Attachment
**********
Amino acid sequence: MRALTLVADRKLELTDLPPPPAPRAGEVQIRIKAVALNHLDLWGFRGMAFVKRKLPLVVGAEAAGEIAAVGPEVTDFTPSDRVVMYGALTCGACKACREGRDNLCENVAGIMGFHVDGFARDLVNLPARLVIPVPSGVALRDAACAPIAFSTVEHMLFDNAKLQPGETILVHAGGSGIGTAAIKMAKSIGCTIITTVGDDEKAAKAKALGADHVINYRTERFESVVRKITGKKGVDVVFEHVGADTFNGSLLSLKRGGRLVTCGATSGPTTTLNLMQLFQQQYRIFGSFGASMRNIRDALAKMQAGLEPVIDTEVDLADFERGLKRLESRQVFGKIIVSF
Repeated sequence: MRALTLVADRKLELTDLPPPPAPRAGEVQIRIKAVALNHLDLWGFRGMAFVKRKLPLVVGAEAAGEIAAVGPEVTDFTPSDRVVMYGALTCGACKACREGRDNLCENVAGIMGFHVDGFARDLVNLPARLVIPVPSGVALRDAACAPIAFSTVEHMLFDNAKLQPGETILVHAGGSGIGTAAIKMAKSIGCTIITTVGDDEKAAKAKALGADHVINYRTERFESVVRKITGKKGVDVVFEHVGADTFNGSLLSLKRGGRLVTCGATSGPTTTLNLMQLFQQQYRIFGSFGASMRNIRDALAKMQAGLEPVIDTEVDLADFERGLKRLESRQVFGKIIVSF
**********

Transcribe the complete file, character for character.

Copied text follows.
Amino acid sequence: MRALTLVADRKLELTDLPPPPAPRAGEVQIRIKAVALNHLDLWGFRGMAFVKRKLPLVVGAEAAGEIAAVGPEVTDFTPSDRVVMYGALTCGACKACREGRDNLCENVAGIMGFHVDGFARDLVNLPARLVIPVPSGVALRDAACAPIAFSTVEHMLFDNAKLQPGETILVHAGGSGIGTAAIKMAKSIGCTIITTVGDDEKAAKAKALGADHVINYRTERFESVVRKITGKKGVDVVFEHVGADTFNGSLLSLKRGGRLVTCGATSGPTTTLNLMQLFQQQYRIFGSFGASMRNIRDALAKMQAGLEPVIDTEVDLADFERGLKRLESRQVFGKIIVSF
Repeated sequence: MRALTLVADRKLELTDLPPPPAPRAGEVQIRIKAVALNHLDLWGFRGMAFVKRKLPLVVGAEAAGEIAAVGPEVTDFTPSDRVVMYGALTCGACKACREGRDNLCENVAGIMGFHVDGFARDLVNLPARLVIPVPSGVALRDAACAPIAFSTVEHMLFDNAKLQPGETILVHAGGSGIGTAAIKMAKSIGCTIITTVGDDEKAAKAKALGADHVINYRTERFESVVRKITGKKGVDVVFEHVGADTFNGSLLSLKRGGRLVTCGATSGPTTTLNLMQLFQQQYRIFGSFGASMRNIRDALAKMQAGLEPVIDTEVDLADFERGLKRLESRQVFGKIIVSF